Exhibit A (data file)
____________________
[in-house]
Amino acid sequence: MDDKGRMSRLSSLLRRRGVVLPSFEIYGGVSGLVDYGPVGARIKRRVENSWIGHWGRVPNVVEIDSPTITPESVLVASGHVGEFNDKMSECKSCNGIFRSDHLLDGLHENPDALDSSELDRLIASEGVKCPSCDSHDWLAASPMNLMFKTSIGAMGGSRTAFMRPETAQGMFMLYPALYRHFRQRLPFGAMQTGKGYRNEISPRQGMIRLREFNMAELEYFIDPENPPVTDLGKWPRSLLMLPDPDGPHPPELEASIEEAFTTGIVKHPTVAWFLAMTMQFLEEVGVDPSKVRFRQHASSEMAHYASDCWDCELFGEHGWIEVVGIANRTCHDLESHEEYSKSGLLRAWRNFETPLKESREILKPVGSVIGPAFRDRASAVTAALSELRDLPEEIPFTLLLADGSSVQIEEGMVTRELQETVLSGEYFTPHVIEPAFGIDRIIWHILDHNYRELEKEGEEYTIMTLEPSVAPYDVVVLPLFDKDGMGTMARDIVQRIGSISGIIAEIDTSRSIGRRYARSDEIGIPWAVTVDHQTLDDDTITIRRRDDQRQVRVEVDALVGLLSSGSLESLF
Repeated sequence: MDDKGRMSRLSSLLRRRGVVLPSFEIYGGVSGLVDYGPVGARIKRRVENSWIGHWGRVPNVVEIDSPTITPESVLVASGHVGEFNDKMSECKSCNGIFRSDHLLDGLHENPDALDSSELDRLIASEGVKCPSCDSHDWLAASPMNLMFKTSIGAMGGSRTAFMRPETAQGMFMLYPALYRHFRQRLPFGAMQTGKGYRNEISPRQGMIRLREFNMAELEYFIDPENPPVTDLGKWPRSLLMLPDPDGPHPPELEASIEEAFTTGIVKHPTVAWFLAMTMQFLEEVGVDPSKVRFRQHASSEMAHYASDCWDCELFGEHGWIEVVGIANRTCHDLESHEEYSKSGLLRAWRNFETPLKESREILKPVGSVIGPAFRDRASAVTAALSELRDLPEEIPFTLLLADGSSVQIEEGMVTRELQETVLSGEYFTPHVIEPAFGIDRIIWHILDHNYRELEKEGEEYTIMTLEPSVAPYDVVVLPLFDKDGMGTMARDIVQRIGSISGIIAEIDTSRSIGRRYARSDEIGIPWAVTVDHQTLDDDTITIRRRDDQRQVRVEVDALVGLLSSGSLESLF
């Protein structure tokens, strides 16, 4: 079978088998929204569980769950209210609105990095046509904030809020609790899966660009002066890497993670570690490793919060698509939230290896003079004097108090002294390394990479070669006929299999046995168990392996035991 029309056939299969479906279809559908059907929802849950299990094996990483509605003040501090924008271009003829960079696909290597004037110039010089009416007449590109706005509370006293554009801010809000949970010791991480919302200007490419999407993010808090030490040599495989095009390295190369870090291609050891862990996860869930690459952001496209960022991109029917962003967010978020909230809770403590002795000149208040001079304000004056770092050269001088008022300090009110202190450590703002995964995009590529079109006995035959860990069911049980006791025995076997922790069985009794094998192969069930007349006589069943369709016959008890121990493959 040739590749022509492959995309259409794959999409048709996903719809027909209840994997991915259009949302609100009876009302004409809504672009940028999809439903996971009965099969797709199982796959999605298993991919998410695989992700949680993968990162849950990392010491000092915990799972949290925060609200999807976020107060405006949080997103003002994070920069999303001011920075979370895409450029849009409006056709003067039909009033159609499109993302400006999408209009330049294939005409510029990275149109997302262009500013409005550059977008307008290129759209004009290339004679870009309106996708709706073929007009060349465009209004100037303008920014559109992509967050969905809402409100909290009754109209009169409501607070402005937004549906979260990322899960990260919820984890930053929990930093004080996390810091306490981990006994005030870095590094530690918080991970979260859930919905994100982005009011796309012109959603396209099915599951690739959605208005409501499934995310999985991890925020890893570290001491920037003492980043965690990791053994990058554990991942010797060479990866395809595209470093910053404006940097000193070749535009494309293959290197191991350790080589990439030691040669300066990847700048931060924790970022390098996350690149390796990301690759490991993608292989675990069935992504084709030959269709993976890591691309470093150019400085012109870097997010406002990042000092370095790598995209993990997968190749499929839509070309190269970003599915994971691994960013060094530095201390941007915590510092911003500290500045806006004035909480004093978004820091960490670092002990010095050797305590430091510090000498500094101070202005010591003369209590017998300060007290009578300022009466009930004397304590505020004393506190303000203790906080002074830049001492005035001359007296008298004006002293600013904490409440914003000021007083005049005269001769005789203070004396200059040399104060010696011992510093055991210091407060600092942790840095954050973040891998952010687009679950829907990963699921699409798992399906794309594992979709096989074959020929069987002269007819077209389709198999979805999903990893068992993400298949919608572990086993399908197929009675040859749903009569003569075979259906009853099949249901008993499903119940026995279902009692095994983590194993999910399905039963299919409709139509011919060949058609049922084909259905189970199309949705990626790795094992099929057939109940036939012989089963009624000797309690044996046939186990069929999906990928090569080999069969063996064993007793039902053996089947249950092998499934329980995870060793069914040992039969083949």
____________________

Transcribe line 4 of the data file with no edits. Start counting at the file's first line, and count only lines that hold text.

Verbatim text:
């Protein structure tokens, strides 16, 4: 079978088998929204569980769950209210609105990095046509904030809020609790899966660009002066890497993670570690490793919060698509939230290896003079004097108090002294390394990479070669006929299999046995168990392996035991 029309056939299969479906279809559908059907929802849950299990094996990483509605003040501090924008271009003829960079696909290597004037110039010089009416007449590109706005509370006293554009801010809000949970010791991480919302200007490419999407993010808090030490040599495989095009390295190369870090291609050891862990996860869930690459952001496209960022991109029917962003967010978020909230809770403590002795000149208040001079304000004056770092050269001088008022300090009110202190450590703002995964995009590529079109006995035959860990069911049980006791025995076997922790069985009794094998192969069930007349006589069943369709016959008890121990493959 040739590749022509492959995309259409794959999409048709996903719809027909209840994997991915259009949302609100009876009302004409809504672009940028999809439903996971009965099969797709199982796959999605298993991919998410695989992700949680993968990162849950990392010491000092915990799972949290925060609200999807976020107060405006949080997103003002994070920069999303001011920075979370895409450029849009409006056709003067039909009033159609499109993302400006999408209009330049294939005409510029990275149109997302262009500013409005550059977008307008290129759209004009290339004679870009309106996708709706073929007009060349465009209004100037303008920014559109992509967050969905809402409100909290009754109209009169409501607070402005937004549906979260990322899960990260919820984890930053929990930093004080996390810091306490981990006994005030870095590094530690918080991970979260859930919905994100982005009011796309012109959603396209099915599951690739959605208005409501499934995310999985991890925020890893570290001491920037003492980043965690990791053994990058554990991942010797060479990866395809595209470093910053404006940097000193070749535009494309293959290197191991350790080589990439030691040669300066990847700048931060924790970022390098996350690149390796990301690759490991993608292989675990069935992504084709030959269709993976890591691309470093150019400085012109870097997010406002990042000092370095790598995209993990997968190749499929839509070309190269970003599915994971691994960013060094530095201390941007915590510092911003500290500045806006004035909480004093978004820091960490670092002990010095050797305590430091510090000498500094101070202005010591003369209590017998300060007290009578300022009466009930004397304590505020004393506190303000203790906080002074830049001492005035001359007296008298004006002293600013904490409440914003000021007083005049005269001769005789203070004396200059040399104060010696011992510093055991210091407060600092942790840095954050973040891998952010687009679950829907990963699921699409798992399906794309594992979709096989074959020929069987002269007819077209389709198999979805999903990893068992993400298949919608572990086993399908197929009675040859749903009569003569075979259906009853099949249901008993499903119940026995279902009692095994983590194993999910399905039963299919409709139509011919060949058609049922084909259905189970199309949705990626790795094992099929057939109940036939012989089963009624000797309690044996046939186990069929999906990928090569080999069969063996064993007793039902053996089947249950092998499934329980995870060793069914040992039969083949």